The United Nations Educational, Scientific and Cultural Organization (UNESCO) lists various places around the world as of special cultural or physical significance. As of 2013, there were 981 listed sites around the world, with 28 in the United Kingdom and its overseas territories. Visiting World Heritage Sites makes for great UK breaks and trips away, so here are some of the best if you’re looking to inject a bit of culture into your life…
The mystery surrounding Stonehenge in Wiltshire is as strong now as it ever has been. Whilst some believe it to be the work of extra-terrestrials, archaeologists actually believe it to have been built somewhere between 3000 BC and 2000 BC as a burial site. Along with a similar site in Avebury, they are among the largest and most famous megalithic monuments in the world and are well worth a visit, especially since the opening of a new £27m visitor centre in 2013.
Dorset and East Devon Coast
The Dorset and East Devon coat, otherwise known as the Jurassic Coast has been named as one of the greatest natural wonders in the UK. It features some stunning geological features and is famous for the number of fossils that can be found in the area. For the ramblers amongst you, the entire thing can be walked on the South West Coast Path.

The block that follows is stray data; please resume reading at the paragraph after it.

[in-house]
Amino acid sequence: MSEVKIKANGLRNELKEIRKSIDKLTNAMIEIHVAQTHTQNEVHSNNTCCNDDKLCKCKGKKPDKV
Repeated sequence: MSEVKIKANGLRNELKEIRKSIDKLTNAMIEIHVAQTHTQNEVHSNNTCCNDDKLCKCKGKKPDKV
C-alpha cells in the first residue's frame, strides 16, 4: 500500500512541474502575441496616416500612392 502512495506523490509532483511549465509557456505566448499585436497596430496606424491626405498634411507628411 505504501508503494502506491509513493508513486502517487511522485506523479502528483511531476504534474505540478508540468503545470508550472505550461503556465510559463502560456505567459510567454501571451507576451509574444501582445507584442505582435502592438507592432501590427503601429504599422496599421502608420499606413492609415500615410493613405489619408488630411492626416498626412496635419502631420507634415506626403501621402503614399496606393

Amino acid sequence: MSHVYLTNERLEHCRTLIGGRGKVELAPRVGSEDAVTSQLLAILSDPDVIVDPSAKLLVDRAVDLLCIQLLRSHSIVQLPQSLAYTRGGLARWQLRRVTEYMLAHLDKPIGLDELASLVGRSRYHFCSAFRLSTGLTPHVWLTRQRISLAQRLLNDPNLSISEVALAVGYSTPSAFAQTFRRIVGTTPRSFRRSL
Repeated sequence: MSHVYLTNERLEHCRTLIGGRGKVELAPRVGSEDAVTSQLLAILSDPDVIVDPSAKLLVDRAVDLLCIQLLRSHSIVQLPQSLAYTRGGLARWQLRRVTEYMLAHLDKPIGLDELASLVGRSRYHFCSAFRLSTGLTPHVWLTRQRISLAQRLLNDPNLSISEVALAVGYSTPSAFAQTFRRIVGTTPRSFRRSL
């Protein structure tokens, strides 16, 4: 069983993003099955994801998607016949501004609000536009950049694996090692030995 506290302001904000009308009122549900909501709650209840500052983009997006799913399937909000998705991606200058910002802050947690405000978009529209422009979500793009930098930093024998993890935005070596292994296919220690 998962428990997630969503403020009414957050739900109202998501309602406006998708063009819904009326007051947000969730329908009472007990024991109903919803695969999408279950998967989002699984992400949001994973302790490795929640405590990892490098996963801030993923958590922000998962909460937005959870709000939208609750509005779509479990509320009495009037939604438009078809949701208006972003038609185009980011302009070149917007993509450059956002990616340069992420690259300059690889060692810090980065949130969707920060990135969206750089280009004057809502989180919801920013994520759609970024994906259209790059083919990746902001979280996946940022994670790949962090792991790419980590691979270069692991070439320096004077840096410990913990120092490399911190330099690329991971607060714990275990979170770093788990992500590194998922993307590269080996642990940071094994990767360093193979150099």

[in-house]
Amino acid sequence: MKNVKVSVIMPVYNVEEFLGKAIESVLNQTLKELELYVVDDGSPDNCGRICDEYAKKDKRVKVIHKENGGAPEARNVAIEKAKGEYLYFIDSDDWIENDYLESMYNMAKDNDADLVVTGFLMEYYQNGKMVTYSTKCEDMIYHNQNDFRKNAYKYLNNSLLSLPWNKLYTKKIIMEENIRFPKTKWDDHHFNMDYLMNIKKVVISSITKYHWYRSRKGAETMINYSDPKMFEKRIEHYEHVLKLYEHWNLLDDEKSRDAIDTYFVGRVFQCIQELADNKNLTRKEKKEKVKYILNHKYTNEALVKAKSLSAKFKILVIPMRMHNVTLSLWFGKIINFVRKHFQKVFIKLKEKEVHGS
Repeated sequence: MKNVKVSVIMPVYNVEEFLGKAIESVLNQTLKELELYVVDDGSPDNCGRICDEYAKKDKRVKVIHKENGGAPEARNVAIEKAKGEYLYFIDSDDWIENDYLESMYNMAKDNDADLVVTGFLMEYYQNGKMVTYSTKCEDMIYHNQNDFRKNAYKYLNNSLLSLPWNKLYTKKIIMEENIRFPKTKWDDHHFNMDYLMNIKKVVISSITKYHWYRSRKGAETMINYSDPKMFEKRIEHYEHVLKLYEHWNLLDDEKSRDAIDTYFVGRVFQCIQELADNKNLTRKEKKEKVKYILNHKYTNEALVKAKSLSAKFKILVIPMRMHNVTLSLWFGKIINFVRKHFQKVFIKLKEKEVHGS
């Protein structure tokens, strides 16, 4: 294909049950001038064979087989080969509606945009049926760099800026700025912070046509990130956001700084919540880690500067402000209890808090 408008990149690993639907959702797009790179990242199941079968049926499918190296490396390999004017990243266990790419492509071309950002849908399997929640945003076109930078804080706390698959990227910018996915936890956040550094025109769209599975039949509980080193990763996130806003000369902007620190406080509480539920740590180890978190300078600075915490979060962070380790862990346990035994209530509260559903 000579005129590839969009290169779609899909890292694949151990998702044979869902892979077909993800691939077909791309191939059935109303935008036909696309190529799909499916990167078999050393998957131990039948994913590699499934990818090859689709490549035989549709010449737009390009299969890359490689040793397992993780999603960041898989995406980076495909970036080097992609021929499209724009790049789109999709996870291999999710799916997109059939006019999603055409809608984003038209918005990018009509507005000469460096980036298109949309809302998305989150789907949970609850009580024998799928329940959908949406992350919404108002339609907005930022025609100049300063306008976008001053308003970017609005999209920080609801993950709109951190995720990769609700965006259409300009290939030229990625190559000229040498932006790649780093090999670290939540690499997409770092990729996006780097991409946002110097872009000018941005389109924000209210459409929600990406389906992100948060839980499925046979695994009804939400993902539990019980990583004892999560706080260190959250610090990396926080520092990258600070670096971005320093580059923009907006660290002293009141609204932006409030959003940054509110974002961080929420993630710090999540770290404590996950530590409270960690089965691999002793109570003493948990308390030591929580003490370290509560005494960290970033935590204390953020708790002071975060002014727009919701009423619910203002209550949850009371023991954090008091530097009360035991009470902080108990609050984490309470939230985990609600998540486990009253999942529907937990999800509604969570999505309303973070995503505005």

The Giant’s Causeway in County Antrim, Northern Island, is one of the most unique geological sites in the UK. It is an area of around 40,000 basalt columns, many of which are hexagonal and all interlocking, formed following a volcanic eruption probably millions of years ago. However, legend has it that it was formed by an Irish giant who built a causeway across to Scotland in order to fight a Scottish giant.
Old and New Towns of Edinburgh
It’s no real secret that Edinburgh is an incredibly picturesque and popular place to visit, but its old and new towns are actually a UNESCO World Heritage Site. The two differing styles of the towns contrast wonderfully, with the medieval layouts and architecture of the Old Town blending beautifully with the more ‘modern’ (developed between 1767 and 1890) styles of the New Town. The perfect weekend break.
Fountains Abbey is part of Studley Royal Park in North Yorkshire and is a fantastic place to wander around and admire. Fountains Abbey was one of the large abbeys in Britain and one of the best preserved from its era. The stunning grounds mean you can make a day out of it, take a picnic and relax in the delightful surroundings.
Westminster Palace, Westminster Abbey & St Margaret’s Church
These three places are all situated very close to each other and are some of London’s most famous and visited landmarks. Westminster Palace is the home to British Parliament, whilst Westminster Abbey is a phenomenal building where British monarchs are crowned and is still in wonderful condition. St Margaret’s Church is the parish church of Westminster Palace and is an equally impressive building. A must-visit if you’re in the Capital.
For more information on the other World Heritage Sites in the UK, click here.